So last night I saw the new Michael Moore film, “Capitalism: A Love Story.” While I don’t necessarily agree with everything he does, and while I know also that there are two sides to every coin, I can’t help but feel as if some of the things he highlighted must be true. And even if people don’t agree with him, I don’t think that we can deny any longer that somewhere, somehow, and in some way, something went dreadfully wrong with the way we live.
Was it just the inevitable result of free market capitalism? I think it might be, because the general idea is that we want want want want want and want some more. Competition is good because it drives companies to offer more and more options to consumers and at the same time it drives prices way up. In theory, perhaps, capitalism would be the way to go because competition, theoretically, would make companies lower prices to gain more business. In practice however, there seems to be just one level of prices that all companies that are seeking to serve the competition: high.
The thing about competition also is that it is incredibly stressful. The stress of constantly worrying that you may go out of business because your competitor IS actually slashing his costs, but he’s doing it because he has more money in the bank and by driving his costs down, he’s hoping to put you out of business quicker so he can hike his prices back up after eliminating the competition. That doesn’t help anyone, friends. The person with the most money doesn’t necessarily have the best product.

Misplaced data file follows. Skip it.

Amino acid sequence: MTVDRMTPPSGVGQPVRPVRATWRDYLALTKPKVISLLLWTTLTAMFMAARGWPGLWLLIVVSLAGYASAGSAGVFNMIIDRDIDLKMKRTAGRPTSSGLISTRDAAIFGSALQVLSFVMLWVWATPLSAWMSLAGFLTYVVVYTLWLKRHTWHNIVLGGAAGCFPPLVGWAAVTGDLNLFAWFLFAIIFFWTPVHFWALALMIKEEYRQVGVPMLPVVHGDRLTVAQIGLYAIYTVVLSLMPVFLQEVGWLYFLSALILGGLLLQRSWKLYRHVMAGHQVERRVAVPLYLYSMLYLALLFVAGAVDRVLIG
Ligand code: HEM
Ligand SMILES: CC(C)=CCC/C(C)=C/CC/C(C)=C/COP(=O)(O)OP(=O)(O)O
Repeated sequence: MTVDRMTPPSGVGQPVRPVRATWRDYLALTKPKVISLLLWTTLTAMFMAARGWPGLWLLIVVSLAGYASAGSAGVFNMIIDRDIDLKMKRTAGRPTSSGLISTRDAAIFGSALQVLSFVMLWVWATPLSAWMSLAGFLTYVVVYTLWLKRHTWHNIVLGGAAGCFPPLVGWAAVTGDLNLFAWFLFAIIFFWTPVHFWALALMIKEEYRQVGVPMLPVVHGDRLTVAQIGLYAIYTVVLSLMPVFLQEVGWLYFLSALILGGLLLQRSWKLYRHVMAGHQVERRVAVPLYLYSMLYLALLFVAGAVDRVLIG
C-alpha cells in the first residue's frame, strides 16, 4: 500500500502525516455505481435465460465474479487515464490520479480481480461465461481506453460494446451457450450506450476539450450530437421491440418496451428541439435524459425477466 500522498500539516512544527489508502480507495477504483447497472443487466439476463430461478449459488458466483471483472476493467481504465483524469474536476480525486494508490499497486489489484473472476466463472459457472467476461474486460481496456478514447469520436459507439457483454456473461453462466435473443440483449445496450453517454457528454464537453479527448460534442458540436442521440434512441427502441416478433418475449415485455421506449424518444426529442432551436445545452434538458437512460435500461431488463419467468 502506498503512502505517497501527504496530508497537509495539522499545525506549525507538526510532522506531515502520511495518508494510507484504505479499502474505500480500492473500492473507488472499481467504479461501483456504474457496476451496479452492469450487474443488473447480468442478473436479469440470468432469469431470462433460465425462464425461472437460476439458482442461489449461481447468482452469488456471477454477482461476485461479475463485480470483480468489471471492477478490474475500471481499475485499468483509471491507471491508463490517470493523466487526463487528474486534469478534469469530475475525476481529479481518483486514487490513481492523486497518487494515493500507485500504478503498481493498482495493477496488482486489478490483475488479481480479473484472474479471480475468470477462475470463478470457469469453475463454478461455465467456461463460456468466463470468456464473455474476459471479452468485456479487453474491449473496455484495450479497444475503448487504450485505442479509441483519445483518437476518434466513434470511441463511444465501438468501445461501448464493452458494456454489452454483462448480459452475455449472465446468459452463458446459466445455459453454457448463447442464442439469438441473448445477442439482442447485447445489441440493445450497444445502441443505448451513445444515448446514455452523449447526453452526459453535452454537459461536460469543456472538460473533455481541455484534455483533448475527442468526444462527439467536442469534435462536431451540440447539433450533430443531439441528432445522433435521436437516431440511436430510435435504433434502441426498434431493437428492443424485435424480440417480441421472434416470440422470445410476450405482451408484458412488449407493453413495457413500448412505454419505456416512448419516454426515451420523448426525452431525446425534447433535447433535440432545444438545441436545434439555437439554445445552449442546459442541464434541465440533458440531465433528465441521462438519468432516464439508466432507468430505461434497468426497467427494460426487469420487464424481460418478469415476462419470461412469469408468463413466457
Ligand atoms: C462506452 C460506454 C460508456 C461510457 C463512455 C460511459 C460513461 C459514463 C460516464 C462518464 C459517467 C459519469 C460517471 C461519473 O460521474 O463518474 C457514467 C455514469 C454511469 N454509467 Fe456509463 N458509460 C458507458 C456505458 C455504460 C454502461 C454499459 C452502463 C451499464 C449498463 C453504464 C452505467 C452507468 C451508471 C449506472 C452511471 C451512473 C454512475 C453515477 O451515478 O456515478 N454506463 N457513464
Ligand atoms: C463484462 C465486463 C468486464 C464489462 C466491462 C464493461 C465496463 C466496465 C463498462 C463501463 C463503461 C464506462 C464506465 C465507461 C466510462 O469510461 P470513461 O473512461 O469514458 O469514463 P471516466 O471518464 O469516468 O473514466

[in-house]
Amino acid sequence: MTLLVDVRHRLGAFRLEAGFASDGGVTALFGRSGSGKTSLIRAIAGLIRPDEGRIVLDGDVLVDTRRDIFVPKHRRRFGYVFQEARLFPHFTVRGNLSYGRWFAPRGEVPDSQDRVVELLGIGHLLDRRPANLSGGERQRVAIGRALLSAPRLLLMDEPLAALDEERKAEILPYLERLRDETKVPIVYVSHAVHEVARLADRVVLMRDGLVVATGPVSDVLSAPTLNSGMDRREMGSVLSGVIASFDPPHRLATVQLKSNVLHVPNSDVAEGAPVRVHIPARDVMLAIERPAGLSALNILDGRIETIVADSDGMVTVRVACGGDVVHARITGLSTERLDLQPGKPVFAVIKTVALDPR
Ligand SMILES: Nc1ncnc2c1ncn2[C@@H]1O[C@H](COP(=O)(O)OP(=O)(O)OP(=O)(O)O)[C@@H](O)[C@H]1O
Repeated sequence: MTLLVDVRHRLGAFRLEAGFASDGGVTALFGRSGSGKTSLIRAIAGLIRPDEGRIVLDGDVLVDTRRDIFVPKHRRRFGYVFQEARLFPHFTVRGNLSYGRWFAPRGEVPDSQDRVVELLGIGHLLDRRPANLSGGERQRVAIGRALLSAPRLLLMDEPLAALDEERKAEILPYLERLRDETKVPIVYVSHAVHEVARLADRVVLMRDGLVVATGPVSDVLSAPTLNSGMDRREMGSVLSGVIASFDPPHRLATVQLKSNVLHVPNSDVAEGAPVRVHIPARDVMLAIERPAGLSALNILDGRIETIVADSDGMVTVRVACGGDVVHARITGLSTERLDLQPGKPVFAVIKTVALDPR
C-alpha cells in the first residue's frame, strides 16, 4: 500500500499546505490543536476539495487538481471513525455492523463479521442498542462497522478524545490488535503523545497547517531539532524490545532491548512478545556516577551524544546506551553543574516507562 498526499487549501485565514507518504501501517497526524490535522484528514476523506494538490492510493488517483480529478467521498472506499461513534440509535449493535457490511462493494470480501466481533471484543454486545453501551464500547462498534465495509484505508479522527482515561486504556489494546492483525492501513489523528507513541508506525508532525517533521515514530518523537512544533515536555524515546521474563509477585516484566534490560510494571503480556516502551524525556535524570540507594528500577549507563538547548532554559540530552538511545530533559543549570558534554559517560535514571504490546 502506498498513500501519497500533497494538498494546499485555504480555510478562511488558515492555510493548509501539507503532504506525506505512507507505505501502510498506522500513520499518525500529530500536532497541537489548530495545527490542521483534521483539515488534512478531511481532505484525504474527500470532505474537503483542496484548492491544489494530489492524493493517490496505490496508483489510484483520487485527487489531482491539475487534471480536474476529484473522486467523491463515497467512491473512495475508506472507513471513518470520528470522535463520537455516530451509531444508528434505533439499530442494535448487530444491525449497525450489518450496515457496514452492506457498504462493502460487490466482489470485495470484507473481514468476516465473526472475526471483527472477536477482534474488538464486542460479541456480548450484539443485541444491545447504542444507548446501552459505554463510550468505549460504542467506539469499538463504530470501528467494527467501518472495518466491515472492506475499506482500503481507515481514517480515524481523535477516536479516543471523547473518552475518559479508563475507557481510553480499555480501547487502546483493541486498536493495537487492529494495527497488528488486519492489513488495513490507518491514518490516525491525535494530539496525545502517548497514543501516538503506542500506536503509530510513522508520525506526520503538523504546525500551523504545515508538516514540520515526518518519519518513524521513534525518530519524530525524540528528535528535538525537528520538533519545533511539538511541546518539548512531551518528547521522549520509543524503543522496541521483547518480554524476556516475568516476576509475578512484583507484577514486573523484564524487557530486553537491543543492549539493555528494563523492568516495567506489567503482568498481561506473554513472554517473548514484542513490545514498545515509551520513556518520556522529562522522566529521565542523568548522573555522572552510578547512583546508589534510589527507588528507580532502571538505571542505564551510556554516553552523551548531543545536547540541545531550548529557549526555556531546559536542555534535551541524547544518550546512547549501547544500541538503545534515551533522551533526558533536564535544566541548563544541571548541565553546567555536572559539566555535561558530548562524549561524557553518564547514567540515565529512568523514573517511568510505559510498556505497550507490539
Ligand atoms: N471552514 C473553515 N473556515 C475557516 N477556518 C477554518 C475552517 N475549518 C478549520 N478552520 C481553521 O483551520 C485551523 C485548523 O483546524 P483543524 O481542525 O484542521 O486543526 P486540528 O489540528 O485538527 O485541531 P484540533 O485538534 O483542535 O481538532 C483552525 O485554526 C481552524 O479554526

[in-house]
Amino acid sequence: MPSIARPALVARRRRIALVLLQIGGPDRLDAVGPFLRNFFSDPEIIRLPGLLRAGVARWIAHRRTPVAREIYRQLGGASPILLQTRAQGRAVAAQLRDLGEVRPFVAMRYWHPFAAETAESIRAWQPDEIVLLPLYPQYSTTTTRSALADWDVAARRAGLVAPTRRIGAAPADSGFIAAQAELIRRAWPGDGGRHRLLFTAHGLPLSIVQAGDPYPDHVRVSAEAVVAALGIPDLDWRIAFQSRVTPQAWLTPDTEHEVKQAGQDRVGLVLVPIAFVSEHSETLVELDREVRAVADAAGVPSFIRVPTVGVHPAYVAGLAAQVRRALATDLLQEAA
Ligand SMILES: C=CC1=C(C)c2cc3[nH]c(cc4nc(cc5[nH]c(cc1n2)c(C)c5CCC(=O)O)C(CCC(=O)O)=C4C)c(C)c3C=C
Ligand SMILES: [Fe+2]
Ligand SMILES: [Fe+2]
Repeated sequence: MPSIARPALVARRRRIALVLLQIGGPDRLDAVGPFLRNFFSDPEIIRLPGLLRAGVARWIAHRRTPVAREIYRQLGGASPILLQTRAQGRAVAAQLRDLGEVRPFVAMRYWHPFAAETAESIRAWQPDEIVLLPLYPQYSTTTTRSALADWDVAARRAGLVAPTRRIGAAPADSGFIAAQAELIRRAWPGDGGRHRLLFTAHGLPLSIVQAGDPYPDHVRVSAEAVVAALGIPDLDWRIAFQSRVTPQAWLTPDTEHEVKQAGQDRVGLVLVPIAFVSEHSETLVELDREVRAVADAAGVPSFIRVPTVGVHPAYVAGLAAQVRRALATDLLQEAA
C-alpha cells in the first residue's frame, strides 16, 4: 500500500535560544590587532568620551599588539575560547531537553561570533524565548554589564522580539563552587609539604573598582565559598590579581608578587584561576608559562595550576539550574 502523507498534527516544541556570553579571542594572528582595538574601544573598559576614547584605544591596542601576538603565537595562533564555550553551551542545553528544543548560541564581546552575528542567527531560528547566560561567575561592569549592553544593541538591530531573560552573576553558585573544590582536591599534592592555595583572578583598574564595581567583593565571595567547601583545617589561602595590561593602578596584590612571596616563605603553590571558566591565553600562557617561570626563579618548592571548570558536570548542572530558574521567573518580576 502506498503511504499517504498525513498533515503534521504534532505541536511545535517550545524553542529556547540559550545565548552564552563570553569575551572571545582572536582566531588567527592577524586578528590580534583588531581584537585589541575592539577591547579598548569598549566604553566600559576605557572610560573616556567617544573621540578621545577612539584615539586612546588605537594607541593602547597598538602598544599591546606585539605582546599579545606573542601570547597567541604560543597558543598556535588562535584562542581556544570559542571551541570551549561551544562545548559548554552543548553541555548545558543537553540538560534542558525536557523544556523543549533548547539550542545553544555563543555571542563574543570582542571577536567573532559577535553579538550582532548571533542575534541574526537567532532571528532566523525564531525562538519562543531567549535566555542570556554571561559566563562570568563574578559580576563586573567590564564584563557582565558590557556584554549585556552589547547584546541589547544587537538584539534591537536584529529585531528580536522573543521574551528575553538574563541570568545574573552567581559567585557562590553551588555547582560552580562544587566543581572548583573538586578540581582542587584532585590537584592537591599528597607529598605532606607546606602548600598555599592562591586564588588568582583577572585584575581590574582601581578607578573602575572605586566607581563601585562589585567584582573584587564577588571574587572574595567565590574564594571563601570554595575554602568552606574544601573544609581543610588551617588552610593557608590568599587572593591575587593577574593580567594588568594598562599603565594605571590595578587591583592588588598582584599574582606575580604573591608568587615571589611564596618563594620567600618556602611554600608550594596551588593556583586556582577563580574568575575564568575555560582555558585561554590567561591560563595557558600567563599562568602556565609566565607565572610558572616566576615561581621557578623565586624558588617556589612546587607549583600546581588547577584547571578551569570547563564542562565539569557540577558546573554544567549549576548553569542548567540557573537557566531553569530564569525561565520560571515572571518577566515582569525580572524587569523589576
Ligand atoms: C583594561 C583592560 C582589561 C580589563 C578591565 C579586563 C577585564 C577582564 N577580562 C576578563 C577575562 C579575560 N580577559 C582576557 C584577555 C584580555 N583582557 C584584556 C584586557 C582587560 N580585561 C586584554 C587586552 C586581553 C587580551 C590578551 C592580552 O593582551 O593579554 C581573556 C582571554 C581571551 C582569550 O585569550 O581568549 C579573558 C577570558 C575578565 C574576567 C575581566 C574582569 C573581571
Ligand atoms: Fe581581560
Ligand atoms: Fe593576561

So is socialism the answer? Socialism in theory would work amazing. Just like capitalism in theory would work amazing. Socialism, I think, has a weakness in that the people responsible for the distribution of wealth can be easily corrupted. Once the distributors are corrputed, the whole system will rapidly fall apart.
But then, so is capitalism. Look at what’s happening right now. The gap between the rich and poor has grown incredibly distant, I wonder if there really is a middle class at all, just one huge lower class and a tiny fraction of upper class.
I don’t know the answers to solve our problems, I don’t know how we are ever going to get ourselves out of this hole we’ve collectively dug. When I look at all the layoffs, the unemployment rates, it’s brings everything straight home. Somewhere, someway, somehow, and at some time, something went wrong and will take a lot of work and hard thinking to make it right.
until next time,